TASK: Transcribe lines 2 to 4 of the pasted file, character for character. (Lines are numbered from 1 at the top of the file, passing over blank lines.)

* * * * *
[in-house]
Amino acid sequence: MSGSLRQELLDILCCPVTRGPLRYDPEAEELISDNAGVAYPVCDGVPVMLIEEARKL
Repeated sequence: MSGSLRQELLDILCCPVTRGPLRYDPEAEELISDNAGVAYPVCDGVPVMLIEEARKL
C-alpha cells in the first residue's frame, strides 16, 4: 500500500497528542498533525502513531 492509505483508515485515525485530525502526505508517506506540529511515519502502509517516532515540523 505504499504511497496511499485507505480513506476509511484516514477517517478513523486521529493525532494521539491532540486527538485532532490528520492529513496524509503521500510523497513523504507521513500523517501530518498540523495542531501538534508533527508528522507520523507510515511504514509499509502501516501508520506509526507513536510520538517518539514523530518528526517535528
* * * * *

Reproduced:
Amino acid sequence: MSGSLRQELLDILCCPVTRGPLRYDPEAEELISDNAGVAYPVCDGVPVMLIEEARKL
Repeated sequence: MSGSLRQELLDILCCPVTRGPLRYDPEAEELISDNAGVAYPVCDGVPVMLIEEARKL
C-alpha cells in the first residue's frame, strides 16, 4: 500500500497528542498533525502513531 492509505483508515485515525485530525502526505508517506506540529511515519502502509517516532515540523 505504499504511497496511499485507505480513506476509511484516514477517517478513523486521529493525532494521539491532540486527538485532532490528520492529513496524509503521500510523497513523504507521513500523517501530518498540523495542531501538534508533527508528522507520523507510515511504514509499509502501516501508520506509526507513536510520538517518539514523530518528526517535528